Shock metamorphism of some minerals: Basic introduction and microstructural observations


Authors: Langenhorst F

Published in: Bulletin of Geosciences, volume 77, issue 4; pages: 265 - 282; Received 30 July 2002; Accepted in revised form 2 November 2002;

Keywords: impact features, shock metamorphism, shock waves, minerals, crystal structure, defects, experimental study,

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Minerals show a unique behaviour when subjected to shock waves. The ultradynamic loading to high pressures and temperatures causes deformation, transformation and decomposition phenomena in minerals that are unequivocal indicators of impact events. This paper introduces into the basics of shock compression, required to understand the formation and experimental calibration of these shock effects in minerals, and particularly focuses on the recent advances in the field of shock metamorphism achieved by the application of transmission electron microscopy (TEM). TEM studies underline that the way minerals respond to shock compression largely depends on their crystal structures and chemical compositions, as is illustrated here on the basis of four minerals: quartz, olivine, graphite and calcite.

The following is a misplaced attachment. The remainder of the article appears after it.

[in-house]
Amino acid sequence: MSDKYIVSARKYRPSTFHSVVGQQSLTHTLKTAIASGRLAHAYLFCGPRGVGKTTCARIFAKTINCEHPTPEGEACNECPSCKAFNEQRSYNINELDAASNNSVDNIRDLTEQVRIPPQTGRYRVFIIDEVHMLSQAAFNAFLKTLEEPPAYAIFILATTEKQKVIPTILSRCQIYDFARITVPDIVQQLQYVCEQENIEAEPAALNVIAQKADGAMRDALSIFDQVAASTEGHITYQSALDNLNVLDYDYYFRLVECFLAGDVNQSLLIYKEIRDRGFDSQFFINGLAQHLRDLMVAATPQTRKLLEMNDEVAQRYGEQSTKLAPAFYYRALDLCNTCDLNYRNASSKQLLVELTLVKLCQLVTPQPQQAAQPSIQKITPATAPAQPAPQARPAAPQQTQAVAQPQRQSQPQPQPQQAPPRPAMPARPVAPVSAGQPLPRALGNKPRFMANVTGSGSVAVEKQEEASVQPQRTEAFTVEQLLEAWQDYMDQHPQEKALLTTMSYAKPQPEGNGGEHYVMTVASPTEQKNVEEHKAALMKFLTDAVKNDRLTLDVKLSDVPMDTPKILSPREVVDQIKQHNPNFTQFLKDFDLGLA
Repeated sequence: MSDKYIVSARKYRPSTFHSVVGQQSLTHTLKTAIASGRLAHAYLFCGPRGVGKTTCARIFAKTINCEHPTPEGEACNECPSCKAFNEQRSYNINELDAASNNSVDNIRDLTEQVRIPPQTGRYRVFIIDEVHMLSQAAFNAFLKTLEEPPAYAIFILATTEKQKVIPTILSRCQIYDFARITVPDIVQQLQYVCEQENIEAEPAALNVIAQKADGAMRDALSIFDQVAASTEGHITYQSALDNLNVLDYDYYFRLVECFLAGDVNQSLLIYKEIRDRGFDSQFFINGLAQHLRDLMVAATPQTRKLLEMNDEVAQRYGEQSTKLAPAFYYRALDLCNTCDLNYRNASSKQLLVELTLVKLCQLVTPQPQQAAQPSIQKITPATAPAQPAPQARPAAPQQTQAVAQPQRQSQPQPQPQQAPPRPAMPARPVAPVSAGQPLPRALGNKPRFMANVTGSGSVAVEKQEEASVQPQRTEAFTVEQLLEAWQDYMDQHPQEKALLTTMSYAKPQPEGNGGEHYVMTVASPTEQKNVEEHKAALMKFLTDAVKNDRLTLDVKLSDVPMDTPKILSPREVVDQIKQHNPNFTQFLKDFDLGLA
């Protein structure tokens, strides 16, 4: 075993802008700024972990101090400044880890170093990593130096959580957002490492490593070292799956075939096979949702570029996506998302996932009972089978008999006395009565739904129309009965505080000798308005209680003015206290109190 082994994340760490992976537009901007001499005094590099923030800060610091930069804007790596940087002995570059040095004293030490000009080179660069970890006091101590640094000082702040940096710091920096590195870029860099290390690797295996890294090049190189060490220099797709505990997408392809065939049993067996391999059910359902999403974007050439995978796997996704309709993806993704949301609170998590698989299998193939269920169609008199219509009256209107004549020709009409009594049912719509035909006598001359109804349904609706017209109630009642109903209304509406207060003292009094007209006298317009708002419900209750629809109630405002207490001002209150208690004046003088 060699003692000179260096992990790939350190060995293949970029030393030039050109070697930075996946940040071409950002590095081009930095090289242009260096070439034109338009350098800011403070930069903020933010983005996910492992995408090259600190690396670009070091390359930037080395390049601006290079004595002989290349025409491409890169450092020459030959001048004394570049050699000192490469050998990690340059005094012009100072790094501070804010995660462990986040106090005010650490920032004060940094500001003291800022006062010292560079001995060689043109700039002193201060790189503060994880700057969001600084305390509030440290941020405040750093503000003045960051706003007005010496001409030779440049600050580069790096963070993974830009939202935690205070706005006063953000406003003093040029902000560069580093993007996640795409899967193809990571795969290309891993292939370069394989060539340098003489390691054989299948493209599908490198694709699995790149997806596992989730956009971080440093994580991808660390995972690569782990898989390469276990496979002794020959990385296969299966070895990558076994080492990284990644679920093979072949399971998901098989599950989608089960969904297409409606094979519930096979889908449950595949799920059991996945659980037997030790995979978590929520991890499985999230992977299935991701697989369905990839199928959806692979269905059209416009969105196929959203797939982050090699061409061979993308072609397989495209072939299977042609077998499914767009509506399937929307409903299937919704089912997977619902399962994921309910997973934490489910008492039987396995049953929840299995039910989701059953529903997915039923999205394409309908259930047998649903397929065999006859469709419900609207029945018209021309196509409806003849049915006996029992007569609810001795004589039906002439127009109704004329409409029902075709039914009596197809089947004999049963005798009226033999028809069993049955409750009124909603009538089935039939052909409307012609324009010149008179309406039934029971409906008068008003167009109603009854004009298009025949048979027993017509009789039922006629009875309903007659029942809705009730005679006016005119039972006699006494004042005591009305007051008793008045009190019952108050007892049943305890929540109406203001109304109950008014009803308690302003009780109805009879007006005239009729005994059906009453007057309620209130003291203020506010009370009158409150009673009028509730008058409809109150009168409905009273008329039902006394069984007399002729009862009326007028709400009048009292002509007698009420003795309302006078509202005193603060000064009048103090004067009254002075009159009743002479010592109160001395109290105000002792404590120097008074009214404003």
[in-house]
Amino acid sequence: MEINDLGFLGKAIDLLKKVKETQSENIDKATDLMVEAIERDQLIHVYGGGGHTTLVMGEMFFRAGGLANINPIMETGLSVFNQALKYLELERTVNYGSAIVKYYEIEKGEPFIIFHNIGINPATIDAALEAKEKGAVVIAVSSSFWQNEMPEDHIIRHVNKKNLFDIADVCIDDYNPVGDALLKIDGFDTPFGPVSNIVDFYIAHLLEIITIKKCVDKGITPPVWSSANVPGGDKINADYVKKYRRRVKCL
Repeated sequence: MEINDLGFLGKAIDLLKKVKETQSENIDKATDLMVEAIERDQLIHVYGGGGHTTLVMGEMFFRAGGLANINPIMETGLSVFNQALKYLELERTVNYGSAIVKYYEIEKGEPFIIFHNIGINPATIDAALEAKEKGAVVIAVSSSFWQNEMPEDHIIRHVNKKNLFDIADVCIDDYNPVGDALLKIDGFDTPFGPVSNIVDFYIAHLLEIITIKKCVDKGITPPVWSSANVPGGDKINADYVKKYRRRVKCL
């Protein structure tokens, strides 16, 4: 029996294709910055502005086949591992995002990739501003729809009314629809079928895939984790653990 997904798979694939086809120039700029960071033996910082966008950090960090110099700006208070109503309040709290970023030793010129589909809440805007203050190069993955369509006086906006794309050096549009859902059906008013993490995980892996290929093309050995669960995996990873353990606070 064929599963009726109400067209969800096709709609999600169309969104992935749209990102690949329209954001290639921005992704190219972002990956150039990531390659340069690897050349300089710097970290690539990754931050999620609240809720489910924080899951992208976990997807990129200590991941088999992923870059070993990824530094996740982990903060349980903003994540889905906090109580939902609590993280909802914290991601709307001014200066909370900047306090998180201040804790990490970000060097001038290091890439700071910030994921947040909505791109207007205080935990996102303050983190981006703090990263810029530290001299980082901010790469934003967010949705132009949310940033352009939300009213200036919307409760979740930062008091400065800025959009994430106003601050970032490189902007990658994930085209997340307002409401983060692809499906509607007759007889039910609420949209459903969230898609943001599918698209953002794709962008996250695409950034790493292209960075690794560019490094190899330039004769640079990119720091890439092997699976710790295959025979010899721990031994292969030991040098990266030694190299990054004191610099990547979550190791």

The crystal structure of a mineral exerts an important control on the shock-induced deformation phenomena, comprising one- to two-dimensional lattice defects, such as dislocations, mechanical twins, planar fractures, and amorphous planar deformation lamellae. For example, dislocations cannot be activated in quartz due to the strong covalent bonding, whereas the island silicate olivine easily deforms by dislocation glide.
Transformation phenomena include phase transitions to (diaplectic) glass and/or high-pressure polymorphs. TEM studies reveal that high-pressure polymorphs such as coesite, stishovite and ringwoodite are liquidus phases, which form upon decompression by crystallization from high-pressure melts. The graphite-to-diamond transition is however a rare example for a solid-state transformation, taking place by a martensitic shear mechanism.
Shock-induced decomposition reactions are typical of volatile-bearing minerals and liberate toxic gases that, in case of large impacts, may affect Earth's climate. Shock experiments show that degassing of calcite does not take place under high pressure but can massively occur after decompression if the post-shock temperature is sufficiently high. A recombination reaction happens however if CaO and CO2 are not physically separated.